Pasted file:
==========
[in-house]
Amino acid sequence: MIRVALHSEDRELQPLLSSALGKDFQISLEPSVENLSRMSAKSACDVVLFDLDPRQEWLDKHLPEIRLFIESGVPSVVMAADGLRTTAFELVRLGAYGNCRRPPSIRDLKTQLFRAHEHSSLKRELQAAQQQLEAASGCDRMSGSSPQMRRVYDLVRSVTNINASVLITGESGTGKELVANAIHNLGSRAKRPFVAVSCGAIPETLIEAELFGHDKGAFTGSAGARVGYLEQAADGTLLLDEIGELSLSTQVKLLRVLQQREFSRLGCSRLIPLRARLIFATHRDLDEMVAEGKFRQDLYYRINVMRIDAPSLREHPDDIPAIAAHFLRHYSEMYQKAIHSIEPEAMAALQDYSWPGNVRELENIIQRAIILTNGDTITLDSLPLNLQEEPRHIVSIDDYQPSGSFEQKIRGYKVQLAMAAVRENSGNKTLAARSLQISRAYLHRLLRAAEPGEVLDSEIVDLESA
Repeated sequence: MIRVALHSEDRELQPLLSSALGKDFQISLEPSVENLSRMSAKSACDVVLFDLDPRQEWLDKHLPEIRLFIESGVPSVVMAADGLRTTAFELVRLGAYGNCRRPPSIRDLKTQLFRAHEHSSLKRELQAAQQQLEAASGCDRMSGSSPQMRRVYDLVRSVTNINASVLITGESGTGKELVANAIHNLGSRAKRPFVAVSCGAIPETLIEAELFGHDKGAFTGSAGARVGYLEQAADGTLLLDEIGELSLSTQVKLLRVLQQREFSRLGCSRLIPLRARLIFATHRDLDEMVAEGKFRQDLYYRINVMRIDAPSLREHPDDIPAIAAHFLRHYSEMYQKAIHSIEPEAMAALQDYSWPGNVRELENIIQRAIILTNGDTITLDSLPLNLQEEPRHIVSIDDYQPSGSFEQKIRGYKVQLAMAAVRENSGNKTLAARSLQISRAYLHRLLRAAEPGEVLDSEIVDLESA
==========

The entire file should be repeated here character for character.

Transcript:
[in-house]
Amino acid sequence: MIRVALHSEDRELQPLLSSALGKDFQISLEPSVENLSRMSAKSACDVVLFDLDPRQEWLDKHLPEIRLFIESGVPSVVMAADGLRTTAFELVRLGAYGNCRRPPSIRDLKTQLFRAHEHSSLKRELQAAQQQLEAASGCDRMSGSSPQMRRVYDLVRSVTNINASVLITGESGTGKELVANAIHNLGSRAKRPFVAVSCGAIPETLIEAELFGHDKGAFTGSAGARVGYLEQAADGTLLLDEIGELSLSTQVKLLRVLQQREFSRLGCSRLIPLRARLIFATHRDLDEMVAEGKFRQDLYYRINVMRIDAPSLREHPDDIPAIAAHFLRHYSEMYQKAIHSIEPEAMAALQDYSWPGNVRELENIIQRAIILTNGDTITLDSLPLNLQEEPRHIVSIDDYQPSGSFEQKIRGYKVQLAMAAVRENSGNKTLAARSLQISRAYLHRLLRAAEPGEVLDSEIVDLESA
Repeated sequence: MIRVALHSEDRELQPLLSSALGKDFQISLEPSVENLSRMSAKSACDVVLFDLDPRQEWLDKHLPEIRLFIESGVPSVVMAADGLRTTAFELVRLGAYGNCRRPPSIRDLKTQLFRAHEHSSLKRELQAAQQQLEAASGCDRMSGSSPQMRRVYDLVRSVTNINASVLITGESGTGKELVANAIHNLGSRAKRPFVAVSCGAIPETLIEAELFGHDKGAFTGSAGARVGYLEQAADGTLLLDEIGELSLSTQVKLLRVLQQREFSRLGCSRLIPLRARLIFATHRDLDEMVAEGKFRQDLYYRINVMRIDAPSLREHPDDIPAIAAHFLRHYSEMYQKAIHSIEPEAMAALQDYSWPGNVRELENIIQRAIILTNGDTITLDSLPLNLQEEPRHIVSIDDYQPSGSFEQKIRGYKVQLAMAAVRENSGNKTLAARSLQISRAYLHRLLRAAEPGEVLDSEIVDLESA